The workshop program has been ready for some time now, and we are handling the final practicalities to be ready to welcome you in Aalborg in August for the iTWIST’16 workshop. So now I think it is time to start introducing you to our – IMO – pretty impressive line-up of keynote speakers.
First up is Prof. Lieven Vandenberghe from UCLA. Prof. Vandenberghe is an expert on convex optimisation and signal processing and is – among other things – well known for his fundamental textbook “Convex Optimization” together with Steven Boyd.
Lieven Vandenberghe is Professor in the Electrical Engineering Department at UCLA. He joined UCLA in 1997, following postdoctoral appointments at K.U. Leuven and Stanford University, and has held visiting professor positions at K.U. Leuven and the Technical University of Denmark. In addition to “Convex Optimization”, he also edited the “Handbook of Semidefinite Programming” with Henry Wolkowicz and Romesh Saigal.
At iTWIST, I am looking forward to hearing him speak about Semidefinite programming methods for continuous sparse optimization. So far, it is my impression that most theory and literature about compressed sensing and sparse methods has relied on discrete dictionaries consisting of a basis or frame of individual dictionary atoms. If we take the discrete Fourier transform (DFT) as an example, the dictionary has fixed atoms corresponding to a set of discrete frequencies. More recently, theories have started emerging that allow continuous dictionaries instead (see for example also the work of Ben Adcock, Anders Hansen, Bogdan Roman et al. as well). As far as I understand – a generalisation that in principle allows you to get rid of the discretised atoms and consider any atoms on the continuum “in between” as well. This is what Prof. Vandenberghe has planned for us so far (and this is joint work with Hsiao-Han Chao):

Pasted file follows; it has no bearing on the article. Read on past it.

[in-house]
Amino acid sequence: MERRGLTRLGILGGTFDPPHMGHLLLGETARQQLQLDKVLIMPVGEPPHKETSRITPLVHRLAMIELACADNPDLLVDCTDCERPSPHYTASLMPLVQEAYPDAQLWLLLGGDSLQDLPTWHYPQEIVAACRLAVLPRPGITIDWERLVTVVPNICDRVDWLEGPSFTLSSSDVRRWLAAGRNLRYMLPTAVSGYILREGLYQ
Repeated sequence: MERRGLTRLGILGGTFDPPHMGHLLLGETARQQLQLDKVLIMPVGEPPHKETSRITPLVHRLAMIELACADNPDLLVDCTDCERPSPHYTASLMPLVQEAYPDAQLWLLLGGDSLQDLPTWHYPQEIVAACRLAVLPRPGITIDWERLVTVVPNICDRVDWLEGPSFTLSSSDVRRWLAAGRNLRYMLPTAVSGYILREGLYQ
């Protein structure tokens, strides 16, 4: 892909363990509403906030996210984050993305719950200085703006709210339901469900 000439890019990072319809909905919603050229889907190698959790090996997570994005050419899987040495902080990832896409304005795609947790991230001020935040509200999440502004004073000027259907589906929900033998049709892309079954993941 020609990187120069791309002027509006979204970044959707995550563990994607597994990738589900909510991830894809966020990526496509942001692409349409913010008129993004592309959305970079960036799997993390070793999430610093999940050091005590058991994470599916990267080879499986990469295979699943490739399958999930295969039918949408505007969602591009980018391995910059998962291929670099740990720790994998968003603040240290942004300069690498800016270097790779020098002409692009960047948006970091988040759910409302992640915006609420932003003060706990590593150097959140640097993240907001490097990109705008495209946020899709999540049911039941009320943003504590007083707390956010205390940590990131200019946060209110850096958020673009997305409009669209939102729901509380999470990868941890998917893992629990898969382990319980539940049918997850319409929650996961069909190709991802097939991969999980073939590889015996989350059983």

We discuss extensions of semidefinite programming methods for 1-norm minimization over infinite dictionaries of complex exponentials, which have recently been proposed for superresolution and gridless compressed sensing.
We show that results related to the generalized Kalman-Yakubovich-Popov lemma in linear system theory provide simple constructive proofs for the semidefinite representations of the penalties used in these problems. The connection leads to extensions to more general dictionaries associated with linear state-space models and matrix pencils.
The results will be illustrated with applications in spectral estimation, array signal processing, and numerical analysis.